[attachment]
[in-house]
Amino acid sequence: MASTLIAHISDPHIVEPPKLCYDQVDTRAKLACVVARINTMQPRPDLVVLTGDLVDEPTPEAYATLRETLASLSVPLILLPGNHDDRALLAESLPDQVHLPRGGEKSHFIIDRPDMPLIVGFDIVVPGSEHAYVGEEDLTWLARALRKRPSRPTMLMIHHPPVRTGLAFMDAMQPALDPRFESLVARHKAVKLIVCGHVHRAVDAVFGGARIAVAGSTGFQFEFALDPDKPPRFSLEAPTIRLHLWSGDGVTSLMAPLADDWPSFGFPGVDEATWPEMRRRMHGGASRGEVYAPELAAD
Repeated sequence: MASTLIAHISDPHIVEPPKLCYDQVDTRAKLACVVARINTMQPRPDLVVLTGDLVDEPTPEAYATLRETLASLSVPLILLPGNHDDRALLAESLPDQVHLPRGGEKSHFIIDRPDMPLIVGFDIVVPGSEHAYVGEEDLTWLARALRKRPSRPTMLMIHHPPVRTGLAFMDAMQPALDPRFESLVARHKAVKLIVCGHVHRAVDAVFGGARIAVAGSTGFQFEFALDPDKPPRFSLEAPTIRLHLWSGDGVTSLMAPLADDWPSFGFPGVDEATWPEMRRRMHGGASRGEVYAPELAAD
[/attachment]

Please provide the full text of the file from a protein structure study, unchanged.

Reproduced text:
[in-house]
Amino acid sequence: MASTLIAHISDPHIVEPPKLCYDQVDTRAKLACVVARINTMQPRPDLVVLTGDLVDEPTPEAYATLRETLASLSVPLILLPGNHDDRALLAESLPDQVHLPRGGEKSHFIIDRPDMPLIVGFDIVVPGSEHAYVGEEDLTWLARALRKRPSRPTMLMIHHPPVRTGLAFMDAMQPALDPRFESLVARHKAVKLIVCGHVHRAVDAVFGGARIAVAGSTGFQFEFALDPDKPPRFSLEAPTIRLHLWSGDGVTSLMAPLADDWPSFGFPGVDEATWPEMRRRMHGGASRGEVYAPELAAD
Repeated sequence: MASTLIAHISDPHIVEPPKLCYDQVDTRAKLACVVARINTMQPRPDLVVLTGDLVDEPTPEAYATLRETLASLSVPLILLPGNHDDRALLAESLPDQVHLPRGGEKSHFIIDRPDMPLIVGFDIVVPGSEHAYVGEEDLTWLARALRKRPSRPTMLMIHHPPVRTGLAFMDAMQPALDPRFESLVARHKAVKLIVCGHVHRAVDAVFGGARIAVAGSTGFQFEFALDPDKPPRFSLEAPTIRLHLWSGDGVTSLMAPLADDWPSFGFPGVDEATWPEMRRRMHGGASRGEVYAPELAAD